The police officer ran computer checks on the licenses and returned to the car. She said, "Do I have any warrants?' He's like, "No ma'am, you don't have any warrants. You check clear,' he said to Steve, handing him his license. At that moment Steve looked in the rear view mirror and saw a second police officer walking around the back of the car to the passenger side. "The next thing you know, he snatched her out, pins her against the car, cuffs her, and she goes, "I thought you said I didn't have any warrants.' And he says, "Well, how about several assault and battery charges.' So I'm like, "Ooooh, great.'
While Steve's date was led back to the police cruiser, the other officer gave him a sobriety test. He said, "Man, you're gone. Do you even know this girl?' I'm like, "No, man, I just met her at the bar. I figured I'd take her home and get lucky.' And they said, "Well you got lucky all right, lucky we caught you before you got home.'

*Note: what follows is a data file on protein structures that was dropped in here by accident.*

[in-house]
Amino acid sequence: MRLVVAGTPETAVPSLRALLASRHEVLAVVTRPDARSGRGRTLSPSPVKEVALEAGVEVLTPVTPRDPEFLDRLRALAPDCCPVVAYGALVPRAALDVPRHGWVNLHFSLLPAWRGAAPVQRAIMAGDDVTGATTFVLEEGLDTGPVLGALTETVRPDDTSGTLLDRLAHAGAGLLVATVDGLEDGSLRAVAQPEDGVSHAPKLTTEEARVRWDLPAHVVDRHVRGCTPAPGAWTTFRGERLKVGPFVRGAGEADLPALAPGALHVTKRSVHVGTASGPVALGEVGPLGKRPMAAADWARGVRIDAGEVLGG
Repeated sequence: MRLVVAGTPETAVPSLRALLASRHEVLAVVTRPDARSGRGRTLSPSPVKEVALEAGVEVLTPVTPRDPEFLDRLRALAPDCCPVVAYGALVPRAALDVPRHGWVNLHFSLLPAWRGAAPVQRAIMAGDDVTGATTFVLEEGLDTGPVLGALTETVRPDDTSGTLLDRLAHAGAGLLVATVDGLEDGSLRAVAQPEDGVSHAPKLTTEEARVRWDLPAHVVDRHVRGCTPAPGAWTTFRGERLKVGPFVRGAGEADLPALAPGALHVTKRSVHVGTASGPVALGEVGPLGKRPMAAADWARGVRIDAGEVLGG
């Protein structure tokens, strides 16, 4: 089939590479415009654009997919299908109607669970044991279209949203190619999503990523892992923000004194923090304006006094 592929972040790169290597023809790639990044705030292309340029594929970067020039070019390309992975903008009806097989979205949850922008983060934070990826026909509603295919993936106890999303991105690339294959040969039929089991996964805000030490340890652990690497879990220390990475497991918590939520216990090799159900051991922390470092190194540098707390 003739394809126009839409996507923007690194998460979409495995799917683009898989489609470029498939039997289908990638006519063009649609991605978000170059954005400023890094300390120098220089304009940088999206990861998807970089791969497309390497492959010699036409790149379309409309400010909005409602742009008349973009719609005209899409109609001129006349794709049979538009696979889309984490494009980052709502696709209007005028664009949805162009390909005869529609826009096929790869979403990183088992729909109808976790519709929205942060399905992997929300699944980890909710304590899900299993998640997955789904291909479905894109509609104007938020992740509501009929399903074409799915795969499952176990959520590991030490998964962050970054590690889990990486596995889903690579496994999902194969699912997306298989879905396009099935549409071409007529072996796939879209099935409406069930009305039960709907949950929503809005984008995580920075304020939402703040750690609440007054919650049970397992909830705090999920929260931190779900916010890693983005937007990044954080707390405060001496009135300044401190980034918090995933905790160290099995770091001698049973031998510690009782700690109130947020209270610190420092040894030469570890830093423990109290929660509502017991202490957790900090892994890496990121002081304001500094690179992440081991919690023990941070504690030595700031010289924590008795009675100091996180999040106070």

The police officer then asked Steve if he could find a ride home. "No, all my friends just left,' Steve replied, missing the officer's hint. And he goes, "You see that phone over there?! You better get your a_ over there and call you a cab!' And at about that time, four more cop cars pulled up, and they hauled her away.
Oh, and the car was her ex-husband's."
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Starting the date with a bloody nose
Tampa rock musician Joe Popp, 31, has a classic lower-middle-class-boy-dates-rich-girl tale that might provide comfort for guys who are chronically unlucky in love:
"This is in 1983. I was a senior in high school. I wanted to take this girl (Holly) to the Billy Squier concert, right? I went to school, then I had to work a little bit in the afternoon, then I got off work and I was in a rush. So I was shaving my face and I cut my nostril, like deep. Just like in Chinatown when Nicholson got his nose flicked by that guy's knife. It was just gushing blood.